Getting Started With Sqlalchemy Orm

Aug 14th, 2020 - written by Kimserey with .

In a previous post, we talked about Alembic which is a migration tool built on top of SQLAlchemy. SQLAlchemy is a Python SQL toolkit and Object Relational Mapper (ORM). In today’s post, we will look at how the ORM part can be leverage to easily create and manage a simple database schema.

This post is heavily inspired from the official SQLAlchemy ORM Tutorial.

Create an Engine

SQLAlchemy supports all major SQL engines, Postgres, MySQL, Oracle, MSSQL, SQLite, etc… In this post we will be using SQLite as it provides an in memory storage, quick and easy for prototyping. We start by creating the engine and specifying our connection string:

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from sqlalchemy import create_engine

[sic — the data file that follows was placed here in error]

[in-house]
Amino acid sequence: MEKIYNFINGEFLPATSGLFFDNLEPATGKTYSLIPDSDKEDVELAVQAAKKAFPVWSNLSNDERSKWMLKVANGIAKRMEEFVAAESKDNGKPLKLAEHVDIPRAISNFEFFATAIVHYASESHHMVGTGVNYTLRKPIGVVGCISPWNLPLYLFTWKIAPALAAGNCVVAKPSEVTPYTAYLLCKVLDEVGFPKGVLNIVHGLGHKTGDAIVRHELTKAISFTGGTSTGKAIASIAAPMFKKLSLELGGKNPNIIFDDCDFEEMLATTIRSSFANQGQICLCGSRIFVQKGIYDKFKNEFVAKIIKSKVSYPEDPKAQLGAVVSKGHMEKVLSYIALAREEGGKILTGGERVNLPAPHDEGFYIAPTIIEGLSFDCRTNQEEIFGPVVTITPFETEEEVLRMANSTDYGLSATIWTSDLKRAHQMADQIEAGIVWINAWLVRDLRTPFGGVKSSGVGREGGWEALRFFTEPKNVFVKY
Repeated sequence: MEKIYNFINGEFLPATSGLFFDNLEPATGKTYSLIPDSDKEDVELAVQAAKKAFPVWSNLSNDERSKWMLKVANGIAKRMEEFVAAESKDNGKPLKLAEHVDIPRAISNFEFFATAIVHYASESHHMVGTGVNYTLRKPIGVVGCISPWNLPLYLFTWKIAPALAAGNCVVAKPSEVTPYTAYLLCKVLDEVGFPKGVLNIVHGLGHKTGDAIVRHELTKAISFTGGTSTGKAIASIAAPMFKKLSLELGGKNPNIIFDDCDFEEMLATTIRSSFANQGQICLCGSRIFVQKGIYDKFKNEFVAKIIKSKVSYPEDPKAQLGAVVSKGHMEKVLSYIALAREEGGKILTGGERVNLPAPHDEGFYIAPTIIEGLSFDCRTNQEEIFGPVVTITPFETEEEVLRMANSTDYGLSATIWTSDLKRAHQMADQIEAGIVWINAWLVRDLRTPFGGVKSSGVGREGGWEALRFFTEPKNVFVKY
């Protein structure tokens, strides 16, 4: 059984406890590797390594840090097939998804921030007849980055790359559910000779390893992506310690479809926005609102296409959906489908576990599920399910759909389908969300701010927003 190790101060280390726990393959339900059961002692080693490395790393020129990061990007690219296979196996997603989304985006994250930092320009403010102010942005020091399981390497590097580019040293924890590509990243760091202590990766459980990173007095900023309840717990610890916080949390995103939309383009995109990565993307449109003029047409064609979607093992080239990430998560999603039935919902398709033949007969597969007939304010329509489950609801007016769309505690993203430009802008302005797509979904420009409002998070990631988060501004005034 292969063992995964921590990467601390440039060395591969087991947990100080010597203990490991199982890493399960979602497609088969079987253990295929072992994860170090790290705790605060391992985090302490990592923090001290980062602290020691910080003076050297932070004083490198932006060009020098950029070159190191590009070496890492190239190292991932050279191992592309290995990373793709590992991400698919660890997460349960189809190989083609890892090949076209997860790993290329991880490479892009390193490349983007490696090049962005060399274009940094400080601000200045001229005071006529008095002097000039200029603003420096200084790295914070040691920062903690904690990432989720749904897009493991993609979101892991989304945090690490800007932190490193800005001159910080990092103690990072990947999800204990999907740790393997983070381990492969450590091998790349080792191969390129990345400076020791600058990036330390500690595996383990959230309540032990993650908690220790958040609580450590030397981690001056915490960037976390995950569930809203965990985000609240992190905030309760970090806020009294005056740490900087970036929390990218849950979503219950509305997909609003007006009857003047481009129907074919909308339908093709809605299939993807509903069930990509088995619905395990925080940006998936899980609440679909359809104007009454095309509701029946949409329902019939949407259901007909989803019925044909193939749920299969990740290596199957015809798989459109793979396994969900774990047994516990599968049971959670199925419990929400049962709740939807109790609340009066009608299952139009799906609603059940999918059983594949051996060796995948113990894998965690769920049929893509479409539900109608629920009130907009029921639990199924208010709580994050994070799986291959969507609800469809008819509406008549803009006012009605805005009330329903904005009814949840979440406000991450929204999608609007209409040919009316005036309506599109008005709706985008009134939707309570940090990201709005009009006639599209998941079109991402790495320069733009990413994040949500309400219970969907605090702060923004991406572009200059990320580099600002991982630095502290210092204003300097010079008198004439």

engine = create_engine("sqlite:///:memory:", echo=True)

echo=True will echo all SQL commands.

Database Models

We then define our database models:

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from sqlalchemy import Column, ForeignKey, Integer, String
from sqlalchemy.orm import relationship
from sqlalchemy.ext.declarative import declarative_base

Base = declarative_base()

class User(Base):
    __tablename__ = "user"

    id = Column(Integer, primary_key=True)
    name = Column(String)
    profile = relationship("UserProfile", uselist=False, back_populates="user")

    def __repr__(self):
        return "<User(id={}, name={}>".format(self.id, self.name)


class UserProfile(Base):
    __tablename__ = "user_profile"

    user_id = Column(Integer, ForeignKey("user.id"), primary_key=True)
    user = relationship("User", back_populates="profile")

    job = Column(String)
    address = Column(String)

    def __repr__(self):
        return "<UserProfile(user_id={}, job={}, address={})>".format(
            self.user_id, self.job, self.address
        )

declarative_base creates a base class, which here we call Base, which contains the catalog of clases and tables in a metadata property. Each table mapping defined can be retrived from Base.metadata.tables.